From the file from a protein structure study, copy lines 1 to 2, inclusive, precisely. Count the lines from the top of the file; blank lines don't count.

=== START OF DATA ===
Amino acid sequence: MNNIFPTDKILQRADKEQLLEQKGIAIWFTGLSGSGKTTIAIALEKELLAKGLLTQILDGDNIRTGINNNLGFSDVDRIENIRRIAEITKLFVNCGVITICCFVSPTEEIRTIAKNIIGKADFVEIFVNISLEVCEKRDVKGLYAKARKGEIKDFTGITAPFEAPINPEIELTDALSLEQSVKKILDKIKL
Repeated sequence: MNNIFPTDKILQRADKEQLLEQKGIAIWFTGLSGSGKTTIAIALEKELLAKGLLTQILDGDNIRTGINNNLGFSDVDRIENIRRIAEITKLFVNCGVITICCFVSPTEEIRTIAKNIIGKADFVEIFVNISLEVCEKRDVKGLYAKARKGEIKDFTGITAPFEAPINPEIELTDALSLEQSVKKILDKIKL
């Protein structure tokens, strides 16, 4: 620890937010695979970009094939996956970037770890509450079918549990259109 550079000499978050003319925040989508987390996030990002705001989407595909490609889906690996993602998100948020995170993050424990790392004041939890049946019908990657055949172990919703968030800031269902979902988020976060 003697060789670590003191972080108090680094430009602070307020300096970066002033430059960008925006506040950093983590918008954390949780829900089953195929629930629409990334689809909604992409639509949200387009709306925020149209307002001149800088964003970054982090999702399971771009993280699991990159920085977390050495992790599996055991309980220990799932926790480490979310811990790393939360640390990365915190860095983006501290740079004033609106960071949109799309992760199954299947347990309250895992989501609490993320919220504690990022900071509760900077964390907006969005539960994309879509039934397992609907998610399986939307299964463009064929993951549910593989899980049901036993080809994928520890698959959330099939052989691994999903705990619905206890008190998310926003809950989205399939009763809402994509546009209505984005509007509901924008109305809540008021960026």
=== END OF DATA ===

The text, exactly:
Amino acid sequence: MNNIFPTDKILQRADKEQLLEQKGIAIWFTGLSGSGKTTIAIALEKELLAKGLLTQILDGDNIRTGINNNLGFSDVDRIENIRRIAEITKLFVNCGVITICCFVSPTEEIRTIAKNIIGKADFVEIFVNISLEVCEKRDVKGLYAKARKGEIKDFTGITAPFEAPINPEIELTDALSLEQSVKKILDKIKL
Repeated sequence: MNNIFPTDKILQRADKEQLLEQKGIAIWFTGLSGSGKTTIAIALEKELLAKGLLTQILDGDNIRTGINNNLGFSDVDRIENIRRIAEITKLFVNCGVITICCFVSPTEEIRTIAKNIIGKADFVEIFVNISLEVCEKRDVKGLYAKARKGEIKDFTGITAPFEAPINPEIELTDALSLEQSVKKILDKIKL